Law \ Legal

Do Concealed-Carry Laws Affect Crime Rates? Evidence is Inconclusive: Researcher

Despite 25 years of research, the impact of right-to-carry laws on crime remains inconclusive, argues a new paper.

“That in itself should be somewhat encouraging to the states that now must grant
concealed-carry permits more freely,” writes Robert VerBruggen, a senior research fellow at the Manhattan Institute, a conservative-leaning think tank.

Over the past four decades, there has been a “revolution” in U.S. legal culture expanding gun rights of individuals, VerBruggen notes.

In the 1980s, just only five states granted a right to carry (RTC)  concealed weapons, but by the mid 2000s, acceptance had become so widespread that at least 20 states allowed it even without the need to apply for permits.

But researchers have still not been able to determine conclusively whether RTC laws have reduced crime, as some supporters argue—or have contributed to an increase in gun violence, as gun control advocates maintain, VerBruggen writes.

“Over time, findings that RTC reduces crime have become less common, and findings that it increases crime have become more common—but recent work still contains plenty of null results, meaning that any effect was too small to measure,” VerBruggen writes after a research review.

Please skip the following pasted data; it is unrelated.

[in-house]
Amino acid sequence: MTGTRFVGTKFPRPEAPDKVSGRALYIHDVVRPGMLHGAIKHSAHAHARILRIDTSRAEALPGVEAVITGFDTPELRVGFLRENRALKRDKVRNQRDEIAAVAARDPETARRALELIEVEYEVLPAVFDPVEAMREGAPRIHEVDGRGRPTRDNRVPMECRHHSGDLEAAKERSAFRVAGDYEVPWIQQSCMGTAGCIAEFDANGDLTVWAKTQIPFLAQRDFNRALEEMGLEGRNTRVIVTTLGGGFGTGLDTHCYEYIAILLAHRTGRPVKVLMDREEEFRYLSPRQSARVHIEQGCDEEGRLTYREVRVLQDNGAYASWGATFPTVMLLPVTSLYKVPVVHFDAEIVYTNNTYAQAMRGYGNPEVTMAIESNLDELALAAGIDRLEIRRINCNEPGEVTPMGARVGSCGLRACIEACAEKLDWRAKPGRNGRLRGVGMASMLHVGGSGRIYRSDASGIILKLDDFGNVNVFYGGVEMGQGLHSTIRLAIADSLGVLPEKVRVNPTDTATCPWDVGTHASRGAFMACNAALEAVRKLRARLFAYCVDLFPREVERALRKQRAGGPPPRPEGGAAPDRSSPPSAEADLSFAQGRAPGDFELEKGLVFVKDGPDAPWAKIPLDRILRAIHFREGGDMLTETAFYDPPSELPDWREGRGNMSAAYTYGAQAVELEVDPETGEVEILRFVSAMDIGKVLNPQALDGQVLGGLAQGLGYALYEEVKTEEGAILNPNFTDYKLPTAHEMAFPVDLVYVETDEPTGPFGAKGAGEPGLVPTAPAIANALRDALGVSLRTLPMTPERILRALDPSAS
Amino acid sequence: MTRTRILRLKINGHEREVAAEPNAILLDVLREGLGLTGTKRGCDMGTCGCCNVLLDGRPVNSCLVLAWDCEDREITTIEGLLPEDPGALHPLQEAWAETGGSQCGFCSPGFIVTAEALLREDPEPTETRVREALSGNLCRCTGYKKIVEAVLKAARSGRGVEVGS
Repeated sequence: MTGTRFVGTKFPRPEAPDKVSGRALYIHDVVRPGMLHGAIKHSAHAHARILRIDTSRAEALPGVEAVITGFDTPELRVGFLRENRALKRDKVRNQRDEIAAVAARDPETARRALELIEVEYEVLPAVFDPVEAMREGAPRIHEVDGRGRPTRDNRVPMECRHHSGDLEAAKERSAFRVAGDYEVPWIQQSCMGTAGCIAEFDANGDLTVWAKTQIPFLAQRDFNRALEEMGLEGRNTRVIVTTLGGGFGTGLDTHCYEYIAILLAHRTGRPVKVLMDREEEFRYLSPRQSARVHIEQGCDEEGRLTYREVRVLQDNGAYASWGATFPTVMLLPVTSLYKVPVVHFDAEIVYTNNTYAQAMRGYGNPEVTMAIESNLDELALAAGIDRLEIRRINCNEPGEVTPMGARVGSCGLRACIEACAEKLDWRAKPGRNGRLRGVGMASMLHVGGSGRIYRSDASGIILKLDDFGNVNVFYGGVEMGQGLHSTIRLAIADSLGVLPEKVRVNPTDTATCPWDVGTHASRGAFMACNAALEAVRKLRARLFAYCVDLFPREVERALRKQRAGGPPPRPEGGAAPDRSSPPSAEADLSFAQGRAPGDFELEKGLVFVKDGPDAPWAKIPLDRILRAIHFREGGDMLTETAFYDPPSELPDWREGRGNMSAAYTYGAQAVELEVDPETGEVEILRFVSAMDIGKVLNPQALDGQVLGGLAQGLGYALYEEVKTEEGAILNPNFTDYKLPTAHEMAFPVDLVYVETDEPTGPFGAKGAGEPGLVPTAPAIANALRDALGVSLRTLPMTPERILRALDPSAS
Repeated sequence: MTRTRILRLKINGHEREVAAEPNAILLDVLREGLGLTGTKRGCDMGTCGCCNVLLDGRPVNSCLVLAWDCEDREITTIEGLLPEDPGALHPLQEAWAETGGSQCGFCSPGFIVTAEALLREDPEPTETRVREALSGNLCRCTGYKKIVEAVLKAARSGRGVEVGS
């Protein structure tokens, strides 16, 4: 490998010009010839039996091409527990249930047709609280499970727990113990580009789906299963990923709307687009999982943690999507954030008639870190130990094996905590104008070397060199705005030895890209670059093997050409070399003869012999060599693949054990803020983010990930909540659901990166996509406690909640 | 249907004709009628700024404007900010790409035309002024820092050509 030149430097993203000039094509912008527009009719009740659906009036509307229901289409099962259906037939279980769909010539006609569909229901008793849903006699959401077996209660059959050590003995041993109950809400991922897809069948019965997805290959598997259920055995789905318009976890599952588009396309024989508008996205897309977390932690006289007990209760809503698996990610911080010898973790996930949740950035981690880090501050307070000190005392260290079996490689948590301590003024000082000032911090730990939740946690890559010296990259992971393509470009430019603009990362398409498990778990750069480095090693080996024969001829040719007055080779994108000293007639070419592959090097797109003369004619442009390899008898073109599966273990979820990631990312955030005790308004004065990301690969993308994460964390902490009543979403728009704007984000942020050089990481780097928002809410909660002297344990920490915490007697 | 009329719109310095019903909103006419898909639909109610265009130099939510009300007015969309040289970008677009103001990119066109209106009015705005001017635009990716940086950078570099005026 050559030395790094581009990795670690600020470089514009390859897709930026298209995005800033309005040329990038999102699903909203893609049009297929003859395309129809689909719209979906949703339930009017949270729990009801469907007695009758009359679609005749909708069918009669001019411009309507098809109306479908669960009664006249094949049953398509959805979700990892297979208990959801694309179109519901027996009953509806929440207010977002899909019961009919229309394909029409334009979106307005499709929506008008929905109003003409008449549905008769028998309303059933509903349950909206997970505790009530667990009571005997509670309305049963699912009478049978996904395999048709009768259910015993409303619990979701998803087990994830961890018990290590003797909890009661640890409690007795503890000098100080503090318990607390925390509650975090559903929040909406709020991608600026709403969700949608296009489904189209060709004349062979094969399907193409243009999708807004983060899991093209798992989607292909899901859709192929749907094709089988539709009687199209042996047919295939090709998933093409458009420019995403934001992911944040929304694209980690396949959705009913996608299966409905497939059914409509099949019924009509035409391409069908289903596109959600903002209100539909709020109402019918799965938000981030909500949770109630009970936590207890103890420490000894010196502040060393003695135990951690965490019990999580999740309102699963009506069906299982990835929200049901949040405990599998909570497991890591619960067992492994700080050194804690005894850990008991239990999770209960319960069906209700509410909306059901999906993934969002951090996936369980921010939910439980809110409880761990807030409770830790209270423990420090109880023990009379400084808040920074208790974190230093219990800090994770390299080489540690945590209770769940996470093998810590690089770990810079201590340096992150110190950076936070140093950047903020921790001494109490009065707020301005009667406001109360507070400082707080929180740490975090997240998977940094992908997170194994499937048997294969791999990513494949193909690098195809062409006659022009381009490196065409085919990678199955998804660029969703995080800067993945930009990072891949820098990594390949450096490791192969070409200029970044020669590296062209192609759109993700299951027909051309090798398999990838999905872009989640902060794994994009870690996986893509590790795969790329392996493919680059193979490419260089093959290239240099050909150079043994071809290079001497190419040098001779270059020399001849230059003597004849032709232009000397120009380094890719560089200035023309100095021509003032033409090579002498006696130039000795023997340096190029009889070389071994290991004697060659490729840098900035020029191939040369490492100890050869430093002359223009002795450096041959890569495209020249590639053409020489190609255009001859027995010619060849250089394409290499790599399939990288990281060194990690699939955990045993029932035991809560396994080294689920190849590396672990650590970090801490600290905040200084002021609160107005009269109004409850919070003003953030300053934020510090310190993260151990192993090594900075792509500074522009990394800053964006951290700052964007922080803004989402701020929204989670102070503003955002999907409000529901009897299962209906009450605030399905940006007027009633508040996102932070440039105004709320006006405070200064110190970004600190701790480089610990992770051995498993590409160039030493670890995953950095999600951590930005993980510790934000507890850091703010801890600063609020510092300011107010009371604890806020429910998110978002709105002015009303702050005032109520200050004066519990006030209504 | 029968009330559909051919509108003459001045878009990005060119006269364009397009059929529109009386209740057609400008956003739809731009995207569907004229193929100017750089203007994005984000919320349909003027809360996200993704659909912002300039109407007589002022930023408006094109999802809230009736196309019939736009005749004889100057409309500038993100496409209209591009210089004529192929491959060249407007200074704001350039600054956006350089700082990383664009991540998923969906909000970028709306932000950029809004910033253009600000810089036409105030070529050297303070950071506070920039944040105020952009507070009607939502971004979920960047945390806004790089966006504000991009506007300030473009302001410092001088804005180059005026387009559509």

he notes that the battleground has shifted to the extent to which states can put limits on RTC where it has been enacted.

That includes requirements for lengthy training, high fees, and carving out specific areas as “sensitive” and off=limits to anyone carrying a firearm.

New York City, for instance, has banned firearms in Times Square in the wake of the  Supreme Court’s ruling in New York State Rifle & Pistol Association Inc. v Bruen, which struck down the state’s  requirement that applicants for RTC permits demonstrate a “special need.”

New York’s ban is in turn now facing legal challenges.

Similarly, California is using pre-existing standards for gun ownership, such as demonstrating “good moral character” to determine whether to grant an RTC permit.

But while these efforts could be curtailed by future court rulings, the net effect of the RTC “revolution” –and the lack of conclusive research–has left many states opposing RTC in much the same positions they were before the expansion of gun rights, VerBruggen argues.

“Ultimately, these states will still be run by antigun politicians with a lot of freedom to pursue antigun policies,” VerBruggen writes.

Download the complete paper here.


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